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Claim high inflation in UK is due to Brexit is 'obviously nonsense' says Rees Mogg

NewsClaim high inflation in UK is due to Brexit is 'obviously nonsense' says Rees Mogg

Claims by a former Bank of England governor that Brexit has exacerbated Britain’s cost of living crisis have been dismissed as “obviously nonsense” by arch Brexiter Sir Jacob Rees-Mogg.

The former Business Secretary lashed out at Mark Carney’s blaming of stubbornly high inflation on Brexit – and instead accused the Bank of stoking the cost of living misery. Carney, who led the Bank for seven years until 2020, said he had warned the public that leaving the European Union would damage the economy and that he had been vindicated after predicting Brexit would lead to higher prices, a weaker pound and slower growth.

But Sir Jacob hit back by saying: “He uses dodgy figures, he is responsible for many of the failures of the Bank of England, he was a bad governor who politicised the Bank and presided over failures in forecasting and failures to begin the process of reversing quantitative easing when the economy was strong.”

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Carney, who was branded the “architect of Project Fear”, repeatedly claimed that the economic consequences of Brexit were all negative, warning that unemployment would rise under anything except a “close” relationship with the EU.

In an interview with The Telegraph Carney said: “There’s no joy in saying, ‘Well, we told you so’ because people are having to live with that reality.”

In 2018, Carney published a report containing doom-laden predictions that a no-deal scenario would trigger up to a 30% drop in house prices and a recession more damaging than the financial crisis.

He told The Telegraph that a series of “negative supply shocks” had disrupted the economy and led to an unexpected increase in costs.

He said the single biggest energy shock since the 1970s, combined with a shrinking workforce and the impact of Brexit had triggered a “unique” adjustment in the UK that he suggested could take years to unwind.

“We laid out in advance of Brexit that this will be a negative supply shock for a period of time and the consequence of that will be a weaker pound, higher inflation and weaker growth,” he said.

“Now that’s exactly what’s happened. It’s happened in coincidence with other factors, but it is a unique aspect of the economic adjustment that’s going on here.”

Food prices are rising at their fastest rate in 45 years, wage growth remains strong and stubborn inflation has triggered chaos in the mortgage market as investors bet that interest rates will rise from 4.5% to 5.75% to bring down inflation.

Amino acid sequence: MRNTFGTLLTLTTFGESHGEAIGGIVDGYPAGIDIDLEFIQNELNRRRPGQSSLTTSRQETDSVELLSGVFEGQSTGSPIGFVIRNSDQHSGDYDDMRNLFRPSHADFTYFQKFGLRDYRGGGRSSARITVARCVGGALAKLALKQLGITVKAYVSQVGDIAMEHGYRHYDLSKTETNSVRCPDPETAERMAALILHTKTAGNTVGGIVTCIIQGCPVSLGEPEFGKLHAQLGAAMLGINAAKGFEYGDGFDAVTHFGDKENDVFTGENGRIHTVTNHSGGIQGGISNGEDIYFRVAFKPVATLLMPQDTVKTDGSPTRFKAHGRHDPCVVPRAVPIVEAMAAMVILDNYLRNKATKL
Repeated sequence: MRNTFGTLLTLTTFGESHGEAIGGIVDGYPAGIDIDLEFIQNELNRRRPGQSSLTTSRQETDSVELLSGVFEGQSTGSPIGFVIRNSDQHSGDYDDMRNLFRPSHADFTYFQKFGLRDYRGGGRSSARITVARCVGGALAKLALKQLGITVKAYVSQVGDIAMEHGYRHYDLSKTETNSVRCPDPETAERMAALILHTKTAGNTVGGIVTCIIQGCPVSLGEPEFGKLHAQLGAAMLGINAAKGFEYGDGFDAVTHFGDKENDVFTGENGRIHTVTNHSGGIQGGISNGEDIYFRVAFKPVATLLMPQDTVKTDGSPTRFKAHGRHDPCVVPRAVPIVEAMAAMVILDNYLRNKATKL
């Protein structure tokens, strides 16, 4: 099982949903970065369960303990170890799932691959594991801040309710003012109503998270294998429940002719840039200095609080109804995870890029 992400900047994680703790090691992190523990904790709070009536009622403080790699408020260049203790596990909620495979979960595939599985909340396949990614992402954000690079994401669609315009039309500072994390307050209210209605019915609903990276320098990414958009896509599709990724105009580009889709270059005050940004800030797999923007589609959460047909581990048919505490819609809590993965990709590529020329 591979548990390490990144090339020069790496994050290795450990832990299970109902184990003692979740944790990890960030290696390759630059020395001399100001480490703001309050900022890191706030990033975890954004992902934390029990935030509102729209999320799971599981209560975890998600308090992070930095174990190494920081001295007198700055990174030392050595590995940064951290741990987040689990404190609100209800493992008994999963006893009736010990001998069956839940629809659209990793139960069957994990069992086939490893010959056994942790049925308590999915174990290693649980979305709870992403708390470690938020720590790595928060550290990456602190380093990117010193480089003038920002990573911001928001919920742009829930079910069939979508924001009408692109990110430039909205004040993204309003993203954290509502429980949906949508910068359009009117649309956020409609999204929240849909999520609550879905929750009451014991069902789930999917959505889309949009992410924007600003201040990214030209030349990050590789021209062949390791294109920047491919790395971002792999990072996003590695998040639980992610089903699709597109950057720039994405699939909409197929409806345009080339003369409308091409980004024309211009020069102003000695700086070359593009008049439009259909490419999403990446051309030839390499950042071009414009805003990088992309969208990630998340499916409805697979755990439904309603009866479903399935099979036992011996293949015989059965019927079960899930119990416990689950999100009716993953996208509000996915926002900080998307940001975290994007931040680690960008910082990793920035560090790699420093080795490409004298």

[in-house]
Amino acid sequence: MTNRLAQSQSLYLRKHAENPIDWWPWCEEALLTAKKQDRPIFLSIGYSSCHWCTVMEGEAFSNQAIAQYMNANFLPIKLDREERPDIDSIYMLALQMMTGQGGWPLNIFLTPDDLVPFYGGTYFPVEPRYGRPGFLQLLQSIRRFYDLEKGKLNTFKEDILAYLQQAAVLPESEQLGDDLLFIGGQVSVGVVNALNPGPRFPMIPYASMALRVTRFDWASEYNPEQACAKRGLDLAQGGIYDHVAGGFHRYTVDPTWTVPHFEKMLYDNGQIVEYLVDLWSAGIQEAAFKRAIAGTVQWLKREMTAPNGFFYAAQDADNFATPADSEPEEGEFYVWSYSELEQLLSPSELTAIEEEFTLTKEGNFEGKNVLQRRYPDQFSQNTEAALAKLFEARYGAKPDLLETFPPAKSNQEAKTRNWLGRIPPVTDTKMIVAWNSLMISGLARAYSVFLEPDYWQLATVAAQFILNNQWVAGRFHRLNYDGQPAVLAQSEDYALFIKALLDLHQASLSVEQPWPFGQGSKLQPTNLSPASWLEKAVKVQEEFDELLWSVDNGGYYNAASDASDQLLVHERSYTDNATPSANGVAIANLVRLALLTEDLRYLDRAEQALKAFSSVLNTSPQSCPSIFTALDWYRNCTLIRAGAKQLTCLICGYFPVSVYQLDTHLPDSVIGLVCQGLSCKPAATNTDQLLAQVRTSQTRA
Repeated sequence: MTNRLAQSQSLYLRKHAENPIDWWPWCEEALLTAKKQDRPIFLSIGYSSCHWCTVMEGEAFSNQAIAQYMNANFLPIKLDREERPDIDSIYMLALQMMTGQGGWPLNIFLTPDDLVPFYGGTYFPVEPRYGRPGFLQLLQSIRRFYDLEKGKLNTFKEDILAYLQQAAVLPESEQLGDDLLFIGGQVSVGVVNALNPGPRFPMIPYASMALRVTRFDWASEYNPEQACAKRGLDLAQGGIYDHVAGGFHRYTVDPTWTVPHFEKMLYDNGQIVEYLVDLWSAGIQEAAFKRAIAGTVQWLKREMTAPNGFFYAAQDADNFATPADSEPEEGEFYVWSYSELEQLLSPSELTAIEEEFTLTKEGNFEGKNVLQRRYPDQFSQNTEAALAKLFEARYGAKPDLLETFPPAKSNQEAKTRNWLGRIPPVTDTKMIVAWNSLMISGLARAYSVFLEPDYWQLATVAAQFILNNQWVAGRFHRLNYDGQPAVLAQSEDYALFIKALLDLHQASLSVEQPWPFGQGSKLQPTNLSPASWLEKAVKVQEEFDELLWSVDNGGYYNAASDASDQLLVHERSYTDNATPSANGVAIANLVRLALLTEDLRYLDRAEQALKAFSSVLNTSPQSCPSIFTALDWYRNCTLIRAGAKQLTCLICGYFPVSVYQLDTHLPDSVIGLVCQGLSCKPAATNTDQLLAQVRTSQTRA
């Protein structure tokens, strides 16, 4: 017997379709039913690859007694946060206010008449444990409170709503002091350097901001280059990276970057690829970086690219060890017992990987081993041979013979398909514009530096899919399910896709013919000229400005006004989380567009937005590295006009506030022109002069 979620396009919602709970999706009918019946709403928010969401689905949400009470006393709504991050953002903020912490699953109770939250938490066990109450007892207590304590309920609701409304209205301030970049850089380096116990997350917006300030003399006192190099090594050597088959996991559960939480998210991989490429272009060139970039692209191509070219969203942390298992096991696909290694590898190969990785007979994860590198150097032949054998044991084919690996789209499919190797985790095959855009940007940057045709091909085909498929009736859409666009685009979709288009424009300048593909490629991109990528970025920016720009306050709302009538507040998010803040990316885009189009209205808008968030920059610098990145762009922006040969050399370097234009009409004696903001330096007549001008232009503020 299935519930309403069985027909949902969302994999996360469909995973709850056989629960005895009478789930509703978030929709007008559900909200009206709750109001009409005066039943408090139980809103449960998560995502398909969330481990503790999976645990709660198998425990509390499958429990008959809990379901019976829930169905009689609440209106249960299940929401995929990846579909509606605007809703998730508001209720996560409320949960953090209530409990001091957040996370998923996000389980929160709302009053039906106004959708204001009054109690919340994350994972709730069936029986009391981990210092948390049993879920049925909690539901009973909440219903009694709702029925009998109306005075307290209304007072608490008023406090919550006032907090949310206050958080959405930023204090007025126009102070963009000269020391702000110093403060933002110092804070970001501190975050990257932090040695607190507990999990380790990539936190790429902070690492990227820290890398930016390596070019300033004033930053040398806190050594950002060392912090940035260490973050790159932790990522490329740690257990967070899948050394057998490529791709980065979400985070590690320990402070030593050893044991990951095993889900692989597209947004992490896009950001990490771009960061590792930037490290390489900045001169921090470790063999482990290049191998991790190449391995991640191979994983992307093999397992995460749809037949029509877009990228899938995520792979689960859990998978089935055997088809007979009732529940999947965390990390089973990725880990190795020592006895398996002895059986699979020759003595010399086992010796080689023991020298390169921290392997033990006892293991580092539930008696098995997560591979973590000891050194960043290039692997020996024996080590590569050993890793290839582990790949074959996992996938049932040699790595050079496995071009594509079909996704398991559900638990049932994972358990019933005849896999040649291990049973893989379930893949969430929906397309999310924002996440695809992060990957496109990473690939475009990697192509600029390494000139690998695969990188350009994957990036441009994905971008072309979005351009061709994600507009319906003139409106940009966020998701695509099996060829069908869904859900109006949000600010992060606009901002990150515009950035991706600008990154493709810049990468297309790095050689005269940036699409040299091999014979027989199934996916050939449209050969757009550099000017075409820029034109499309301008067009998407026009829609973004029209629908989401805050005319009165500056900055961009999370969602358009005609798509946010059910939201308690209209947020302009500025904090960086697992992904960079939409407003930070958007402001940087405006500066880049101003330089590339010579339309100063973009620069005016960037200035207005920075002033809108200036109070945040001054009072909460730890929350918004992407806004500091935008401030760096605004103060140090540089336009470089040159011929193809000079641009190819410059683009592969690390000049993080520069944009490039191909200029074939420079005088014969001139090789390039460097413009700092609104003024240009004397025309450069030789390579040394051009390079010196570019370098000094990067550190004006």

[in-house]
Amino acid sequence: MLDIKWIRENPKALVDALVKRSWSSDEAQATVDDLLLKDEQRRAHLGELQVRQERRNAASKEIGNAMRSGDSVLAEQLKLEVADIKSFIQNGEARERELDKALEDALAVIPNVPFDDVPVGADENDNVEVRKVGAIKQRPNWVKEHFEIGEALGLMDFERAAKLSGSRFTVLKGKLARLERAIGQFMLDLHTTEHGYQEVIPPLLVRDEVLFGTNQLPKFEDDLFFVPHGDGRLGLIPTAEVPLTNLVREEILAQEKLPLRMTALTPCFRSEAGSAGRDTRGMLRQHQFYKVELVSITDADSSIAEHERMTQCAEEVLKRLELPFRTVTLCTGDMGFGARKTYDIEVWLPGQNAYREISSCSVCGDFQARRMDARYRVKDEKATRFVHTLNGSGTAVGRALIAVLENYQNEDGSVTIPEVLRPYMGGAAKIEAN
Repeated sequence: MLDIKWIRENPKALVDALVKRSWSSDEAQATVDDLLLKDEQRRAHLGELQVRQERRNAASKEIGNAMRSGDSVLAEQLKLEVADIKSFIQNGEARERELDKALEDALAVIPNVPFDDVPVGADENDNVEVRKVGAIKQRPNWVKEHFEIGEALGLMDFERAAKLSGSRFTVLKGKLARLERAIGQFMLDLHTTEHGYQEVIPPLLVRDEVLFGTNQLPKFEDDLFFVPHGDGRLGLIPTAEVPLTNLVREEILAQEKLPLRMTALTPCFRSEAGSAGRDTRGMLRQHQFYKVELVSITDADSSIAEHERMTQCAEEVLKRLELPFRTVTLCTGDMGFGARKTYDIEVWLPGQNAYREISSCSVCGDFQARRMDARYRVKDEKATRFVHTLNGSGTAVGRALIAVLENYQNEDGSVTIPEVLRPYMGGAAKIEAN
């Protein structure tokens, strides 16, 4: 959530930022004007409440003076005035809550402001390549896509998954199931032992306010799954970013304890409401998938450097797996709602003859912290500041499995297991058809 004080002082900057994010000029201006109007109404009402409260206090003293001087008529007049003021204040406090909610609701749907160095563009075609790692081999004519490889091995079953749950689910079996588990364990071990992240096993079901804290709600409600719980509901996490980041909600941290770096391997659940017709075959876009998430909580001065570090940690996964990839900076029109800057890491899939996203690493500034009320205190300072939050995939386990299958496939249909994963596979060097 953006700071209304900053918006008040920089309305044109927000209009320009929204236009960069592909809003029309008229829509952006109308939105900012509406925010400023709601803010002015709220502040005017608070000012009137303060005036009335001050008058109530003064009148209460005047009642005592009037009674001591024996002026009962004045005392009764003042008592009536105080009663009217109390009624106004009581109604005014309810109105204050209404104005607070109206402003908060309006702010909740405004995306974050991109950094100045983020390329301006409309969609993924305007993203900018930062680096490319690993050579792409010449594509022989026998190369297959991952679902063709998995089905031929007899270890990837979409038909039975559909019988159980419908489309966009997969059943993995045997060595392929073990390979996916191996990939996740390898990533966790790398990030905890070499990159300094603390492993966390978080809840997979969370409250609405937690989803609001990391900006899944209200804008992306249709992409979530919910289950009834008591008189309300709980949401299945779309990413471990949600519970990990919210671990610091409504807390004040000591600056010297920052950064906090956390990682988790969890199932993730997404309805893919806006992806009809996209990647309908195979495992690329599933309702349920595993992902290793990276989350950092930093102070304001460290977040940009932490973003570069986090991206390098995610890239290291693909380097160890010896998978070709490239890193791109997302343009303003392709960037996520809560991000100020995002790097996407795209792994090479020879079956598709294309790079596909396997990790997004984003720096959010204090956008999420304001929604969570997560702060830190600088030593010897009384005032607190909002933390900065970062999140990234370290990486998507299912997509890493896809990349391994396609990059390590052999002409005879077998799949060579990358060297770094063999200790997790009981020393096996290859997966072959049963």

Carney, now the UN envoy for climate action and finance, described Brexiteers as “a group of people who portrayed it as being something that was going to be seamless and positive and driving growth”, and said these views contrasted with those of the Bank and other ‘technocrats’ who “based on analysis were sceptical of that”.

He said the negative outcomes had “proven to be the case”.

Sir Jacob has previously accused Carney of leading ‘Project Hysteria’, while Dame Andrea Leadsom, added: “I do not agree that inflation is caused by Brexit. Inflation is a massive problem around the world.

“The spikes in energy prices are a massive problem caused by Vladimir Putin’s invasion of Ukraine – it is not unique to the UK.

“You can certainly argue supply chains were broken by the Covid pandemic, and that made it harder following Brexit to recover. But to say this is all the fault of Brexit is just nonsense.”

Carney predicted this week that the UK and other advanced economies faced years of higher interest rates because of “tectonic shifts” in the global economy that had forced a rethink of globalisation.

Inflation remains far higher than the Bank’s 2% target, and policymakers have admitted that inflation is unlikely to be brought under control until 2025.

Andrew Bailey, the current governor, announced this week the Bank would carry out a review of its inflation forecasting. He admitted that it was going to “take a lot longer” to bring inflation down.

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